Livin’ on a Prayer: Supreme Court to Hear Case of Football Coach who Lost Job for Praying

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On January 14, 2022, the Supreme Court granted certiorari to determine whether a school district was within its rights in telling a coach not to continue to kneel and pray at the 50-yard line after his team’s games.

Background

From 2008 to 2015, Joseph Kennedy worked as an assistant varsity football coach for a public school, Bremerton High School. As a devout Christian, Kennedy had a practice of kneeling at mid-field to pray immediately after each game. These prayers were usually silent and lasted 30 seconds, but they were in full view of players and spectators. Over time, players began joining in and the prayers evolved into short motivational speeches with religious overtones, delivered at the fifty-yard line while football players knelt around the coach. At least one player privately complained about participating in the prayers but feared he would lose playing time if he did not join. Bremerton School District’s (“the District”) policies for religious-related activities and practices did not explicitly address religious expression by on-duty staff, but the District twice directed Kennedy to avoid demonstrative religious activity when in view of students. The coach posted on Facebook that he “might have been fired for praying” and decried the District’s directives in local and national media appearances. When the coach continued his post-game prayers, the District placed him on paid administrative leave. After Kennedy’s contract expired at the end of the 2015 season, he chose not to reapply.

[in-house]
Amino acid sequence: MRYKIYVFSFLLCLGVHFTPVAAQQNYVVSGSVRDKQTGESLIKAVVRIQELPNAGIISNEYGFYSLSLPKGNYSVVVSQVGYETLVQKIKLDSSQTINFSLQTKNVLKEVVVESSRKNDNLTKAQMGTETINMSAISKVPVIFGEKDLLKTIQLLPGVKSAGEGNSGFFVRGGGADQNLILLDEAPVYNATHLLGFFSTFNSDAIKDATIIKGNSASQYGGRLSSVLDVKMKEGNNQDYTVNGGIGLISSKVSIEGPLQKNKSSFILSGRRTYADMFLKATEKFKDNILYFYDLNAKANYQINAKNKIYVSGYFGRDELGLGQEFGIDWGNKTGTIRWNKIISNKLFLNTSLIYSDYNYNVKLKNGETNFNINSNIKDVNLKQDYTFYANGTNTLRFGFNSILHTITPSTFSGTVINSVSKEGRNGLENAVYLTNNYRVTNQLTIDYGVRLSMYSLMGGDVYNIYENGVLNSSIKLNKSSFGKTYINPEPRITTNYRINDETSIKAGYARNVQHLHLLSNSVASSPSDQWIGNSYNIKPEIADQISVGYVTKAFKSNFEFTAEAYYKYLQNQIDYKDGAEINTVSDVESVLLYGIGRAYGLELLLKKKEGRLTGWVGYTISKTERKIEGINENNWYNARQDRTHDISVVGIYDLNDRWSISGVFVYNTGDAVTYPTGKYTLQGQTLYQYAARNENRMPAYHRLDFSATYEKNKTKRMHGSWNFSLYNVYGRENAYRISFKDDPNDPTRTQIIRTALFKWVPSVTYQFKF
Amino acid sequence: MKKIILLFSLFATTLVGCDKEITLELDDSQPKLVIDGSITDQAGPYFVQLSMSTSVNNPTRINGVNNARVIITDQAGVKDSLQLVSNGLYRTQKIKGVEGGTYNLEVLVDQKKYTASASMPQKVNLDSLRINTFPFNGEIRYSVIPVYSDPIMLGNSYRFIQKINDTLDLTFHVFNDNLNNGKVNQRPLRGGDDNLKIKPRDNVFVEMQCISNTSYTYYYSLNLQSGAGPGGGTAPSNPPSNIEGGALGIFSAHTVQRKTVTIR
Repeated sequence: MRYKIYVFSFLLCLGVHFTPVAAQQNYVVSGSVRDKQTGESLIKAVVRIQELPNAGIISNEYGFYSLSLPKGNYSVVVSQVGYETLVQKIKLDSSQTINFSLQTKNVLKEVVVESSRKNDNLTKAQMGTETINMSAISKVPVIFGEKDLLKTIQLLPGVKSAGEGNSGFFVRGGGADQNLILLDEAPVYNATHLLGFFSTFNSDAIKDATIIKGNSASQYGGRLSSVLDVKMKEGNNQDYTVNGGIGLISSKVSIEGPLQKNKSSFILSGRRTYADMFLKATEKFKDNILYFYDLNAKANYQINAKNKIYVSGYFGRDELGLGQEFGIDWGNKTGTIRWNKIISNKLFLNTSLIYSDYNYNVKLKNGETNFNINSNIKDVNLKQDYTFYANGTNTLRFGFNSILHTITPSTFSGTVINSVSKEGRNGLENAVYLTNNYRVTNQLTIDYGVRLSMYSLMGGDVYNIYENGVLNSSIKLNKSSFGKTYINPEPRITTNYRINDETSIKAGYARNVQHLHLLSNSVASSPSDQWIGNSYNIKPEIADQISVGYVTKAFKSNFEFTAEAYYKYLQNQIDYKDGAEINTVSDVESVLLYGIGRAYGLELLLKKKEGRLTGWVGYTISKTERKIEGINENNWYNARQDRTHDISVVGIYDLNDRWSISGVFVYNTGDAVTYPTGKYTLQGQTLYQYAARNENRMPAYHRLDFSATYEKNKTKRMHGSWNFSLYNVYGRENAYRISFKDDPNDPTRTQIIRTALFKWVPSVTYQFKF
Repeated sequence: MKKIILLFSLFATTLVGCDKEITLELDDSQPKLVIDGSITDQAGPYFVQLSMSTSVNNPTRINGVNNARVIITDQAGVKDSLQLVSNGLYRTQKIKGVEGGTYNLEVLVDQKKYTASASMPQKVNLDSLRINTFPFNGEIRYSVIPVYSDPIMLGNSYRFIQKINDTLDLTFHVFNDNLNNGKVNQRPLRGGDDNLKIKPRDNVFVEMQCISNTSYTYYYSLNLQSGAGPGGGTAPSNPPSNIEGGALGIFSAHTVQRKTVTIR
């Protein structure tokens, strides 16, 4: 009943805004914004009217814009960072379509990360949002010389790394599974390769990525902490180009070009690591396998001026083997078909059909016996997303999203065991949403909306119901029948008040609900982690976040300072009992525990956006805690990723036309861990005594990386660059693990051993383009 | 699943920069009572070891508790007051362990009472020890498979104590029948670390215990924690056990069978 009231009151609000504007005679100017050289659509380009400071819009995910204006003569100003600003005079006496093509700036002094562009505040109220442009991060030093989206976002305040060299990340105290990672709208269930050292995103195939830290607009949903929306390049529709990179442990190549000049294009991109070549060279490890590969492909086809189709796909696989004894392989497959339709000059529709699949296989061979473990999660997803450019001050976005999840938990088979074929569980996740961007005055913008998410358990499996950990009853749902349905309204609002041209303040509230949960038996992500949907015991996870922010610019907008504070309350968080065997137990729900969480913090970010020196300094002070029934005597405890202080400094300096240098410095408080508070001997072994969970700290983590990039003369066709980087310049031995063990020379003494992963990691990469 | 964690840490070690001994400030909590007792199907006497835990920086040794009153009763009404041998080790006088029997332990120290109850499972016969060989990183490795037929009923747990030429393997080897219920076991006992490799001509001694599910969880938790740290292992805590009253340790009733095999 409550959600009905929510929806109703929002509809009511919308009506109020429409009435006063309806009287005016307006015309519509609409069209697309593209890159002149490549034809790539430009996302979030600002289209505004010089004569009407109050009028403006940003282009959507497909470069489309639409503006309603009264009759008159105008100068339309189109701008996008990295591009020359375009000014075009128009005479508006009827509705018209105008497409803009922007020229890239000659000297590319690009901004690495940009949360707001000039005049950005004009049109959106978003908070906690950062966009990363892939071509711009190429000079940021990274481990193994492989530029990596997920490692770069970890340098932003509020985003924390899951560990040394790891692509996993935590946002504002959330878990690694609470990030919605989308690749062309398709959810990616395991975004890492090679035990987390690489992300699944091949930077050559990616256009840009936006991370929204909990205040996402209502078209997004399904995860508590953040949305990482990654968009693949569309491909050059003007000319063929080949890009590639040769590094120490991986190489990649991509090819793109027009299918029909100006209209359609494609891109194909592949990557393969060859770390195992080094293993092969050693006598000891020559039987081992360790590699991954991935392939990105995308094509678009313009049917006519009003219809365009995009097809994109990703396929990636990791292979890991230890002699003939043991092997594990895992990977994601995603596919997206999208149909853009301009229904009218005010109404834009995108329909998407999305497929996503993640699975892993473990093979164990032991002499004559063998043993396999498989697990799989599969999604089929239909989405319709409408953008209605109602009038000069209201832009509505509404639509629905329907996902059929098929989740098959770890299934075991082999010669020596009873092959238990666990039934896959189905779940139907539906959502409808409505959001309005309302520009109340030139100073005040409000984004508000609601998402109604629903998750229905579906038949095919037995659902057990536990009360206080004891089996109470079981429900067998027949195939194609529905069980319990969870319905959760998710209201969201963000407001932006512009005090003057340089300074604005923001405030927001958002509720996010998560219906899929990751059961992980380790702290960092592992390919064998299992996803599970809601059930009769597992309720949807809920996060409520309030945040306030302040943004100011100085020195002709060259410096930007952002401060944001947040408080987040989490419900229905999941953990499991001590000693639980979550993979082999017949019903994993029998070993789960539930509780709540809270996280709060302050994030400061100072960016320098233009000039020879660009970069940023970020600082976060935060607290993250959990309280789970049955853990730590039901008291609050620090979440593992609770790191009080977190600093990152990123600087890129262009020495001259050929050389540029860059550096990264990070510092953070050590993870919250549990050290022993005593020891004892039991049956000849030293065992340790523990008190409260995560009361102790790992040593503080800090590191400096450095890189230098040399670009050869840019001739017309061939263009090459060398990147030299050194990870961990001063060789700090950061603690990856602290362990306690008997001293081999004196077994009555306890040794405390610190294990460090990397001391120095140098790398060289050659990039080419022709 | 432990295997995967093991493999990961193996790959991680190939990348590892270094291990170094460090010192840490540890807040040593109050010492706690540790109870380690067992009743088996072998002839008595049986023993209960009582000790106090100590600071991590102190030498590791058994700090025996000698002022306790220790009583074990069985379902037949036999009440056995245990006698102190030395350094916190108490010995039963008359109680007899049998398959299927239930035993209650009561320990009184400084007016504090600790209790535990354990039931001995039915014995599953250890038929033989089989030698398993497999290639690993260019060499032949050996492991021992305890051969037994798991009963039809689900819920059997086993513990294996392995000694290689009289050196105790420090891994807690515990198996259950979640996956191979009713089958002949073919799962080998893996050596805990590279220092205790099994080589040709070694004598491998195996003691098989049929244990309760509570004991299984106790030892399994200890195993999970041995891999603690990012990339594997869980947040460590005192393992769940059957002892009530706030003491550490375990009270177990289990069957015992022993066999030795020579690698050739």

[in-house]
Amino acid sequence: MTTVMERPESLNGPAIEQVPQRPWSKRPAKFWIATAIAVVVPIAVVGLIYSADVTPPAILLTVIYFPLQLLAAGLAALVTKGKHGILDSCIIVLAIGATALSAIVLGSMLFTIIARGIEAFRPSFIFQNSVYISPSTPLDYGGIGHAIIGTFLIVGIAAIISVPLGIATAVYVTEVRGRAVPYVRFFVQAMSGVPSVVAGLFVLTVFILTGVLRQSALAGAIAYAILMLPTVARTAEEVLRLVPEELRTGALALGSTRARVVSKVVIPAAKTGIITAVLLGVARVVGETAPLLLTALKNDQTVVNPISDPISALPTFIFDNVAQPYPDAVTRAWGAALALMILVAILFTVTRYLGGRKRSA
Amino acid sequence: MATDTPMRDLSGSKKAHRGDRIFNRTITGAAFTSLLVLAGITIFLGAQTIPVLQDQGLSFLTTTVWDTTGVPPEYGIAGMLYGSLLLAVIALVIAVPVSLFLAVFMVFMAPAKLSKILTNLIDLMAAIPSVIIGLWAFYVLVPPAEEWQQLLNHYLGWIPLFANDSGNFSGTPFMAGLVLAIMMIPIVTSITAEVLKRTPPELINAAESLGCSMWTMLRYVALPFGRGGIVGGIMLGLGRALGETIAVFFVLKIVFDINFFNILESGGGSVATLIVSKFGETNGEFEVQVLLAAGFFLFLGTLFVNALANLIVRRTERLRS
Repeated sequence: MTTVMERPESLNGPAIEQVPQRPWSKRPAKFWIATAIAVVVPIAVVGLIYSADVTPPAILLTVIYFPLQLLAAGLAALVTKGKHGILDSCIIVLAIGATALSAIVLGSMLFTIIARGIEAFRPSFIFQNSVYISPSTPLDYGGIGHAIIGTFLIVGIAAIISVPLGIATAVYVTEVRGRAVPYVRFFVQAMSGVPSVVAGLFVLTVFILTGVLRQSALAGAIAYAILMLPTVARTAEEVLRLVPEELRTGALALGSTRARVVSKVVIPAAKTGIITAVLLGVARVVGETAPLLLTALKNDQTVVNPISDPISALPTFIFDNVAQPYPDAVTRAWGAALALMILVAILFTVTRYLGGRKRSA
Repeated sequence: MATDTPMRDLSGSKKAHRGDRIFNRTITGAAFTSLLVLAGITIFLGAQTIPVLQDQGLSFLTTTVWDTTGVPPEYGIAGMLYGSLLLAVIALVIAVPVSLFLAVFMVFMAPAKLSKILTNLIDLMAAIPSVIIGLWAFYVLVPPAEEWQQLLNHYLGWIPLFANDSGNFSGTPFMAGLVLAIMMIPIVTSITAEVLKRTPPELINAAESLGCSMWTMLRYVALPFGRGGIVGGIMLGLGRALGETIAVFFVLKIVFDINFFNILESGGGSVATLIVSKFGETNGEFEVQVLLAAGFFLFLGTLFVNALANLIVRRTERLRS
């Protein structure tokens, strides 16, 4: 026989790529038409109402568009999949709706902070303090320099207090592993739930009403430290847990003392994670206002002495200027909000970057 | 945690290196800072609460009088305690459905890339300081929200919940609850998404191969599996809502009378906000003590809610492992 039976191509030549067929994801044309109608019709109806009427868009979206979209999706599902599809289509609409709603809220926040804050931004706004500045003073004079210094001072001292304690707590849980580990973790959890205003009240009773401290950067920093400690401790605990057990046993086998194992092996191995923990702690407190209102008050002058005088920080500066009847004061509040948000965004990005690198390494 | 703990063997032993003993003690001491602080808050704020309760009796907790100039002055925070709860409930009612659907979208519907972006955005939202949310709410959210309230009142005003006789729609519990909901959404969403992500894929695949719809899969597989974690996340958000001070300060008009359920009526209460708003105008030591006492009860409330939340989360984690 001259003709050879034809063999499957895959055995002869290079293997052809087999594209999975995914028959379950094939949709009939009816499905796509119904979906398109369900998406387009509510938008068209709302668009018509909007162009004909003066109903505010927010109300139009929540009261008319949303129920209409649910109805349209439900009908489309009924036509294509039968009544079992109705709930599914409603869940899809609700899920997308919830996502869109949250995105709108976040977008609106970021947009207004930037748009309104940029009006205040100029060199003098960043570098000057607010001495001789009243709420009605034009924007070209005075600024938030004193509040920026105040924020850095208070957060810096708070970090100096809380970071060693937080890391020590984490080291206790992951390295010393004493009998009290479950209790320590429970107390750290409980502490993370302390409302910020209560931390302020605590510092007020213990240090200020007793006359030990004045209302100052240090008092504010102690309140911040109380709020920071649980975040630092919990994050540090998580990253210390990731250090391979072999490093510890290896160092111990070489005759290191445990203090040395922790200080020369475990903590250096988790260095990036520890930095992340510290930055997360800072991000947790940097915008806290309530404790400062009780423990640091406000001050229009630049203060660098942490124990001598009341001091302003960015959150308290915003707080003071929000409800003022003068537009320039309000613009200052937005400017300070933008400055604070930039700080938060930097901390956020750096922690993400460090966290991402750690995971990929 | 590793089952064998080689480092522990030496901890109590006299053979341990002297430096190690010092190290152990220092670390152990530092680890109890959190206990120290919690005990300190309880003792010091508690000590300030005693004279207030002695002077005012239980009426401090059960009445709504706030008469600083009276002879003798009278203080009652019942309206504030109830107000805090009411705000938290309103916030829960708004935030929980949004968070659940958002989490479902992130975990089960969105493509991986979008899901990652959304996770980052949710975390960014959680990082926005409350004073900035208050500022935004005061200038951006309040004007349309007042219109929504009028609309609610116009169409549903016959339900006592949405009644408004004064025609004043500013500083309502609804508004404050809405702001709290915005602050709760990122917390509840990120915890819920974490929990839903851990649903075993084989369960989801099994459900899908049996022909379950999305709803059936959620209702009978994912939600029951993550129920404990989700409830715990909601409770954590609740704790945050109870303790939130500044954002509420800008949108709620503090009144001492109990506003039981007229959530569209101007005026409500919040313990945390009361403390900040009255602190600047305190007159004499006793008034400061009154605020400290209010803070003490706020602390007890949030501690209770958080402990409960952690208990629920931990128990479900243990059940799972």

The coach sued the District, alleging that it had violated his rights under the Free Speech and Free Exercise Clauses of the First Amendment.

Free Speech and Free Exercise Clauses

This case places two bedrock constitutional principles on a collision course. The Free Speech and Free Exercise Clauses protect private religious speech. The Establishment Clause prohibits public schools from conveying or attempting to convey a message that religion or a particular religious belief is favored or preferred. In Garcetti v. Ceballos, the United States Supreme Court addressed the perennial issue of when religious expression by a government employee is protected by the Free Speech and Free Exercise Clause or prohibited by the Establishment Clause: “[W]hen public employees make statements pursuant to their official duties, the employees are not speaking as citizens for First Amendment purposes, and the Constitution does not insulate their communications from employer discipline.” 547 U.S. 410, 421 (2006) (emphasis added).

Ninth Circuit Ruling and Initial Supreme Court Appeal